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Cornelius Van Vorst, ca.1620; 
Jersey City Free Public Library; Grover Cleveland Political Cartoon; 
Grover Cleveland Birthplace Historical Site Collection Peter Lee, former slave, ca.1880; 
Hoboken Historical Photographs Collection; Farm Map of Hillsboro, Somerset County, 1860; 
Historical Maps of New Jersey Collection; Bathing Beauties, 1890-1930; 
American Labor Museum/Botto House National Landmark Collection; Flag Salute, 1950; 
Seabrook Farms Collection;

Map Showing the Sources of Pollution of the Present Water Supply of Jersey City and Newark
Following the flow of the river: The flow of the river begins west of Paterson and travels South to Newark. Follow the flow of the water, and pay attention to all of the points at which more pollution is added to the river. Imagine what the water is like once it reaches Newark!
  1. What part of the river is unpolluted water?
  2. What part is polluted by sewage?
  3. What part is polluted by sewage and tide water?

    Pollution from tide water occurs because the Newark Bay connects the Passiac River to the Atlantic Ocean. The water from the river does not flow freely out to sea. Read about the problems of this tide water in a report from the Chief Engineer of Jersey City.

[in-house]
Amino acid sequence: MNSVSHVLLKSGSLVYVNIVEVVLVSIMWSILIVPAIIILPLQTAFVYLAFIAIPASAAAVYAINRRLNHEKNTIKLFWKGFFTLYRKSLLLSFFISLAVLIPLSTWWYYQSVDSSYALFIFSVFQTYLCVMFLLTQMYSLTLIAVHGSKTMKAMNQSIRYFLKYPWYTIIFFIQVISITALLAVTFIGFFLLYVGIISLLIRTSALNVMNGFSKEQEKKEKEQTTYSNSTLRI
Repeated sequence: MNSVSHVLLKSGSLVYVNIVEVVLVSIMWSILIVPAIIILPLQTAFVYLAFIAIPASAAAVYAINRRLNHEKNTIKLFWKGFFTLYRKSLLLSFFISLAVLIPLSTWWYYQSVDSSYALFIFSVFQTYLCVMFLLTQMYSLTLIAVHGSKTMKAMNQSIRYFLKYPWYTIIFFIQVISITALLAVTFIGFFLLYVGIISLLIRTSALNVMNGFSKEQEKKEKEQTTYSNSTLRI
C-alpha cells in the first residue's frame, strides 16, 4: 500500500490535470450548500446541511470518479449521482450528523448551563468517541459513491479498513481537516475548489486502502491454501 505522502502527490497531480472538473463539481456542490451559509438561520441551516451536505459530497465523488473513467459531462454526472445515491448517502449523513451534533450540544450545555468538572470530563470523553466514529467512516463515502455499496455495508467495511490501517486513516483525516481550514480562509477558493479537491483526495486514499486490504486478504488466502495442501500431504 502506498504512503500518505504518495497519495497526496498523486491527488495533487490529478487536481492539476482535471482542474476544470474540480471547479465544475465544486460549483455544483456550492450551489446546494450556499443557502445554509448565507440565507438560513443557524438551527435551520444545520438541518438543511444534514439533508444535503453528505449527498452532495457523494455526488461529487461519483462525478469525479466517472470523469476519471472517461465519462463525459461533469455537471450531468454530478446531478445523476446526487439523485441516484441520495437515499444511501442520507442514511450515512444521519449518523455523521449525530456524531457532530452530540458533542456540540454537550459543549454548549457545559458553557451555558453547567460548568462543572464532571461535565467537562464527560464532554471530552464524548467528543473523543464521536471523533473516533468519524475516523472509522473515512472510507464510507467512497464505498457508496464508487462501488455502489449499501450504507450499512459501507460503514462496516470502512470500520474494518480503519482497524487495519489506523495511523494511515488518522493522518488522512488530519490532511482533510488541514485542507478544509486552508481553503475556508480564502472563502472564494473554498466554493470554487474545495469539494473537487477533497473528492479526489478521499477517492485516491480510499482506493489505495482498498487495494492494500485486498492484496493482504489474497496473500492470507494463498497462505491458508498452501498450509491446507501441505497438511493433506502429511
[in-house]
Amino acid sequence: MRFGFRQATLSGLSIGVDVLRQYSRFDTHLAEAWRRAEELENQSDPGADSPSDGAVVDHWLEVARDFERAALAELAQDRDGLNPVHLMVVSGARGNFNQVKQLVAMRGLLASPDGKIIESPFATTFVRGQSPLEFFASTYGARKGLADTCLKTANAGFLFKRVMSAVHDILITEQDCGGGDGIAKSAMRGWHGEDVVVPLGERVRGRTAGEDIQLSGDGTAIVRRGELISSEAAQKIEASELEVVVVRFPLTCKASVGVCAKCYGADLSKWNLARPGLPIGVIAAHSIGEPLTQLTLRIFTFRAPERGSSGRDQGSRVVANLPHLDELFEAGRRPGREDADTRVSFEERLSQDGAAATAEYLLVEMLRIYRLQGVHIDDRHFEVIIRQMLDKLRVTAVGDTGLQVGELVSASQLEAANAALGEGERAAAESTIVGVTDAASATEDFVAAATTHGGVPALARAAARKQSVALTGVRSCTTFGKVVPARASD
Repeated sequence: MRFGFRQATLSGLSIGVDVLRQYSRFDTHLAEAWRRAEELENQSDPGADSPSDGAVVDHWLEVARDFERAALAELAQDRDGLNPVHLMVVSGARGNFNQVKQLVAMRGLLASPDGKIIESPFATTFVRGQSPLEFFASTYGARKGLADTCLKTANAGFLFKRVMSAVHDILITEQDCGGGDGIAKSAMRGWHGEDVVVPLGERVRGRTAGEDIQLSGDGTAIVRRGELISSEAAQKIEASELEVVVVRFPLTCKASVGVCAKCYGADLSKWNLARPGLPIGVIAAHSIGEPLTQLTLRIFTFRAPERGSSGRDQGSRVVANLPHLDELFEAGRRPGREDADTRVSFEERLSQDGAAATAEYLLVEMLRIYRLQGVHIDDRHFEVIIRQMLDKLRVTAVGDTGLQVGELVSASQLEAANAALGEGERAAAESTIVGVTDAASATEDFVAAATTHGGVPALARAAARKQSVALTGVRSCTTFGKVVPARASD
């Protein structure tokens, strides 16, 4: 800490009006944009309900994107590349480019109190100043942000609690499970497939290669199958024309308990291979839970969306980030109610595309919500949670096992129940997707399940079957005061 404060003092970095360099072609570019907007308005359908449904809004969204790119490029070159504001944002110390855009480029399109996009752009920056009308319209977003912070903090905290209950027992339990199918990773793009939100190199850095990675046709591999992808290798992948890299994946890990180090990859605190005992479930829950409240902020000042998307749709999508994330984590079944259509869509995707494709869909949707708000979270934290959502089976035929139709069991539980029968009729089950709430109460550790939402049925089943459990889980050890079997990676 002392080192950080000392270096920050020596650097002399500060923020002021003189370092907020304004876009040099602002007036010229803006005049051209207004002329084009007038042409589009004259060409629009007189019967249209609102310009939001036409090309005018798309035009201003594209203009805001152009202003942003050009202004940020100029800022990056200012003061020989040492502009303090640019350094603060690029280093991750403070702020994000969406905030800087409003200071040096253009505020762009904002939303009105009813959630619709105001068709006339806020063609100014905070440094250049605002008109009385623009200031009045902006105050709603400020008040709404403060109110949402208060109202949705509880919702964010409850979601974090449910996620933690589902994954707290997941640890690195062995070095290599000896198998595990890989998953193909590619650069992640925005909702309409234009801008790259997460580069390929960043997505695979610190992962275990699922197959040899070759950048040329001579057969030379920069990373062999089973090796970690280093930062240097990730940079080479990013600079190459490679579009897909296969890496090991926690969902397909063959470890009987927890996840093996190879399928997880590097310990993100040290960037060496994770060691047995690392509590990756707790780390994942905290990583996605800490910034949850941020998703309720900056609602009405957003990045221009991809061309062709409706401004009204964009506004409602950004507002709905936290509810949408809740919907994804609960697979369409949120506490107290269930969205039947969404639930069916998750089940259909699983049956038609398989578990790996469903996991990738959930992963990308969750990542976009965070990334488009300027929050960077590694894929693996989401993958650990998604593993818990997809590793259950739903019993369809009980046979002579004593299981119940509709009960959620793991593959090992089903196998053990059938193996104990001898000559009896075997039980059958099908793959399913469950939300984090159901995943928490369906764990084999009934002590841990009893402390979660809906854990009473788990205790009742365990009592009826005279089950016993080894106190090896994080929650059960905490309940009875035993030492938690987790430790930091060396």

4. What are the sources of pollution in the city of Paterson? (There are four!)
  5. What are the sources of pollution in the City of Passaic?
  6. What kinds of pollution are coming from Franklin, Montclair, Ridgewood, and Bloomfield? At what point on the river do these pollutants enter the Passaic?
  7. Locate the pumping stations in Newark and Jersey City. These are the intakes, or the place where water is taken in from the river and distributed for use. Why are these locations problematic?
Click here to see the map. Once you are viewing the map, you can zoom in and out to read the labels and symbols.
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